A new discovery of early human footprints in Greece doesn’t just stand out because the footprints are said to be close to 6-million-years-old. Instead, it’s because of where the footprints were spotted, as the findings could challenge the accepted theory that humanity began in Africa and didn’t spread out to other continents until millions of years later.
The study, which was published Thursday in the journal Proceedings of the Geologists’ Association, described a set of human footprints found in the Greek islet of Trachilos in western Crete. The footprints were said to have dated back about 5.7 million years ago, with the tracks coming from a creature that had some “hominin-like characteristics.” Additionally, the creature’s feet didn’t have any claws, and it might have walked on two feet with five toes each, with the inner toes more advanced than the outer ones.
In a statement quoted by the International Business Times, the researchers differentiated human and great ape feet, lending credence to the claim that the ancient footprints may have belonged to one of our early human ancestors.
“Human feet have a very distinctive shape, different from all other land animals. The feet of our closest relatives, the great apes, look more like a human hand with a thumb-like [big toe] that sticks out to the side.”
Although the age of the human footprints found in Greece was a key takeaway from the discovery, the most fascinating implication is the chance that there were early humans outside of Africa well before they first migrated out of the continent about 2 million years ago. According to the Business Standard, Africa has long been considered the cradle of humanity, with body fossils of hominids dating as far back as 6 to 7 million years ago. The oldest human footprints found in Africa, however, may have only been 3.66-million-years-old, though the Business Standard noted that these footprints are more human-looking than the ones that were found in Greece.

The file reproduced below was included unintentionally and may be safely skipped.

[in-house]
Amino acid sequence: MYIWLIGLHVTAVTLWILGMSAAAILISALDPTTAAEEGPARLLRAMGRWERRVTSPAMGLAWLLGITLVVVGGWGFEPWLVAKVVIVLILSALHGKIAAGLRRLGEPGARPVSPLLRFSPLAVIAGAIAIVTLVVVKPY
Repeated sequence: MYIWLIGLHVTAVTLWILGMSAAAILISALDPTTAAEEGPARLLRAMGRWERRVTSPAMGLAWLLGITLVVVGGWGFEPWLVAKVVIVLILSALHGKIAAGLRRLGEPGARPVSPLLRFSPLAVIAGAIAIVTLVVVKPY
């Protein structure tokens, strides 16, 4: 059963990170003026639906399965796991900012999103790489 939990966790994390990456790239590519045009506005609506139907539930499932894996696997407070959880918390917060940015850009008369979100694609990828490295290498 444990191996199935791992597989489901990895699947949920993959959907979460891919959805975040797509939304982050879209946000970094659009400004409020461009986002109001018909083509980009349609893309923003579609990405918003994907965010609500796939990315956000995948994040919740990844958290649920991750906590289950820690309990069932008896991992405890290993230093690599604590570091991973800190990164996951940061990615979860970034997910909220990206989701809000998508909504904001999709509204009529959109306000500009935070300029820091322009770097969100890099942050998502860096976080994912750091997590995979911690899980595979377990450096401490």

Making things even more interesting is the lack of connection Crete had with the southern shore of the Mediterranean at the time the footsteps were made in Trachilos. Crete is presently located southeast of the Greek mainland and north of the border between the Northern African nations of Libya and Egypt. Before a land bridge collapsed about 5 million years ago, western Crete was still connected to the rest of Greece, although already in the process of separating from the mainland.
“Whatever the exact timing of the separation process, it is clear that Crete never had a direct connection to the southern shore of the Mediterranean,” the study authors wrote.
“Its late Miocene mammal fauna, including the Trachilos trackmaker, must have arrived from the north.”
As the International Business Times explained it, the maker of the human footprints found in Greece could have theoretically made it out of Africa with a group that passed through the Levant (Israel, Lebanon, and Syria), then through Turkey in Asia Minor, and then through Bulgaria before making it to mainland Greece as we know it today, and finally arriving in Crete.
In addition to the possibility that early humans may have taken an unusually long path out of Africa to make it to Crete, the study authors noted that there’s also a chance that the footprints weren’t made by an early human after all, but rather by an undiscovered primate that could have had “human-like foot anatomy.” As such, there are a lot of unanswered questions at the present, but if the human footprints in Greece are indeed legitimate, and as ancient as the researchers believe they are, the discovery could change the way we think about how humans evolved in the species’ earliest years.
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